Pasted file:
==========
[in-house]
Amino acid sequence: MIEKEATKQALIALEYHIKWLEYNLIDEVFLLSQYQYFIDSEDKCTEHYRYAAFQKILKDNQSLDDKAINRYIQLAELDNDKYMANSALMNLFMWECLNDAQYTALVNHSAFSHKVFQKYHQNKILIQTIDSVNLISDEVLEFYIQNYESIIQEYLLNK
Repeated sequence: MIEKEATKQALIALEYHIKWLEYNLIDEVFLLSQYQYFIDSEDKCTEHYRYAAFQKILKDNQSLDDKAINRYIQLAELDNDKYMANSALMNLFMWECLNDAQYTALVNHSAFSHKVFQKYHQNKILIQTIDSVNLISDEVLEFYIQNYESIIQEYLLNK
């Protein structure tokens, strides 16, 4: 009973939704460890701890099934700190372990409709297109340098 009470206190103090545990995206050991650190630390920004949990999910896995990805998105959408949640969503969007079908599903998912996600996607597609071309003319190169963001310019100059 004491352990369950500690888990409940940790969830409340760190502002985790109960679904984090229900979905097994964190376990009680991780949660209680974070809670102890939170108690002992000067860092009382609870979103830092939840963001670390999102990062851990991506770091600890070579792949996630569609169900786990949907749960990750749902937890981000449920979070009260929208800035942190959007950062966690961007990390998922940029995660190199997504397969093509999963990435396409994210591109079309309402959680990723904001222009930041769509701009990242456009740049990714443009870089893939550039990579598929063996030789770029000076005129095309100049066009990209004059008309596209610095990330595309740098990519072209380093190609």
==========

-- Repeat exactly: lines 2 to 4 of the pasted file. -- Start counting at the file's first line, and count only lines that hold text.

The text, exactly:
Amino acid sequence: MIEKEATKQALIALEYHIKWLEYNLIDEVFLLSQYQYFIDSEDKCTEHYRYAAFQKILKDNQSLDDKAINRYIQLAELDNDKYMANSALMNLFMWECLNDAQYTALVNHSAFSHKVFQKYHQNKILIQTIDSVNLISDEVLEFYIQNYESIIQEYLLNK
Repeated sequence: MIEKEATKQALIALEYHIKWLEYNLIDEVFLLSQYQYFIDSEDKCTEHYRYAAFQKILKDNQSLDDKAINRYIQLAELDNDKYMANSALMNLFMWECLNDAQYTALVNHSAFSHKVFQKYHQNKILIQTIDSVNLISDEVLEFYIQNYESIIQEYLLNK
């Protein structure tokens, strides 16, 4: 009973939704460890701890099934700190372990409709297109340098 009470206190103090545990995206050991650190630390920004949990999910896995990805998105959408949640969503969007079908599903998912996600996607597609071309003319190169963001310019100059 004491352990369950500690888990409940940790969830409340760190502002985790109960679904984090229900979905097994964190376990009680991780949660209680974070809670102890939170108690002992000067860092009382609870979103830092939840963001670390999102990062851990991506770091600890070579792949996630569609169900786990949907749960990750749902937890981000449920979070009260929208800035942190959007950062966690961007990390998922940029995660190199997504397969093509999963990435396409994210591109079309309402959680990723904001222009930041769509701009990242456009740049990714443009870089893939550039990579598929063996030789770029000076005129095309100049066009990209004059008309596209610095990330595309740098990519072209380093190609």